PATA joins Global Tourism Plastics Initiative

Plastic Pollution In Ocean - Turtle Eat Plastic Bag - Environmental Problem

PATA has signed up to the Global Tourism Plastics Initiative, which aims to mobilise the tourism industry to take concerted action against plastic pollution.

Led by the United Nations Environment Programme and WTO, in collaboration with the Ellen MacArthur Foundation, the Global Tourism Plastics Initiative enables businesses and governments to take concerted action, leading by example in the shift towards a circularity in the use of plastics.

The Global Tourism Plastics Initiative aims to stop plastic ending up as pollution, so as to help preserve and protect the places and wildlife that make destinations worth visiting

As a signatory of the Global Tourism Plastics Initiative, PATA commits to eliminate, innovate and circulate its use of plastics.

Specifically, by 2025, PATA commits to encouraging affiliated organisations and businesses of partners to join the initiative by three methods: spreading the word through media channels, highlighting five successful members’ case studies, and including plastics as key component of promoting sustainability in tourism supply chains.

As well, PATA will advise and guide members to better manage plastics in their operations by integrating workshops, toolkits and trainings into Tour Link Project promoting sustainability in the Thai tourism supply chain.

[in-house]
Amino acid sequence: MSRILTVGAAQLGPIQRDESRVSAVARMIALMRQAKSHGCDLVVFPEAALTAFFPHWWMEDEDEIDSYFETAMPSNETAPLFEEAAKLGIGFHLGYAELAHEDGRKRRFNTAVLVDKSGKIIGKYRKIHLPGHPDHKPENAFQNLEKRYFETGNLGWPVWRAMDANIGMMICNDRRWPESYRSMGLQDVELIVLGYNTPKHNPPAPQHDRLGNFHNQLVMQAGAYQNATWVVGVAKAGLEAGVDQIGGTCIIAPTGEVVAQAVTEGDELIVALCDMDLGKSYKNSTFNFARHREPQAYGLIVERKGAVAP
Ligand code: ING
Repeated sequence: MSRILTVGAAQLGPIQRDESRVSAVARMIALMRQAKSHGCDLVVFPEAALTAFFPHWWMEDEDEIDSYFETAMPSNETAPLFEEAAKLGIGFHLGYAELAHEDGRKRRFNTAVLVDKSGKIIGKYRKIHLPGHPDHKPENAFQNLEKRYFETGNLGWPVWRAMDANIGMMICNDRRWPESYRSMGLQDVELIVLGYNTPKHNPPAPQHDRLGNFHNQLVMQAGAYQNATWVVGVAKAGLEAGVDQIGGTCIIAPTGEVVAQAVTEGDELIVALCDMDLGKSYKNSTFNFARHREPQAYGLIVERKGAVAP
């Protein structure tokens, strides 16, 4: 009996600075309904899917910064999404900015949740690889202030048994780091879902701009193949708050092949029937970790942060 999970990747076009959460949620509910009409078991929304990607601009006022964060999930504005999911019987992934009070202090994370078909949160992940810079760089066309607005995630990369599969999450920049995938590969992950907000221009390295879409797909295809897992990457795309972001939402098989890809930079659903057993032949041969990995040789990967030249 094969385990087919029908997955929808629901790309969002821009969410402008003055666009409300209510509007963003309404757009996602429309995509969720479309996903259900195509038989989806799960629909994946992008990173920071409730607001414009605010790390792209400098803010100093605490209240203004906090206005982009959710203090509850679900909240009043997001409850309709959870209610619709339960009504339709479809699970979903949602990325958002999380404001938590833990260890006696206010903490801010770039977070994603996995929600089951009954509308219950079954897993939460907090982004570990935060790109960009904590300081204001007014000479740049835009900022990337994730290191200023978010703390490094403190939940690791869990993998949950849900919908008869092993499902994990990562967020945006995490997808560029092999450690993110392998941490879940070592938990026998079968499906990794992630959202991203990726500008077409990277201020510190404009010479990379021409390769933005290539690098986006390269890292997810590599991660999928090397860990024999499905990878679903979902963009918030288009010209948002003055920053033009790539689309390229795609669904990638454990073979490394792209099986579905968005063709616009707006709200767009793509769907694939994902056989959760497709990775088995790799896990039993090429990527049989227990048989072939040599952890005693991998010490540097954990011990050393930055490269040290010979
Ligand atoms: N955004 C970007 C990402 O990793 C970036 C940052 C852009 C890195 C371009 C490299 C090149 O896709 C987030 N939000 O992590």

PATA CEO Mario Hardy said: “We recognise that there are many opportunities to solve the plastic problem, but various challenges remain as organisations may want to focus on other sustainability priorities or are not sure of where or how to remove and reduce plastic. Therefore, PATA is committed in helping advise and guide our members to better manage plastics throughout their entire supply chain.”

The Global Tourism Plastics Initiative requires tourism organisations to commit to a set of goals: eliminate problematic or unnecessary plastic packaging and items by 2025; take action to move from single-use to reuse models or reusable alternatives by 2025;  engage the value chain to move towards 100 per cent of plastic packaging to be reusable, recyclable, or compostable;  take action to increase the amount of recycled content across all plastic packaging and items used; commit to collaborate and invest to increase the recycling and composting rates for plastics; and report publicly and annually on progress made towards these targets.

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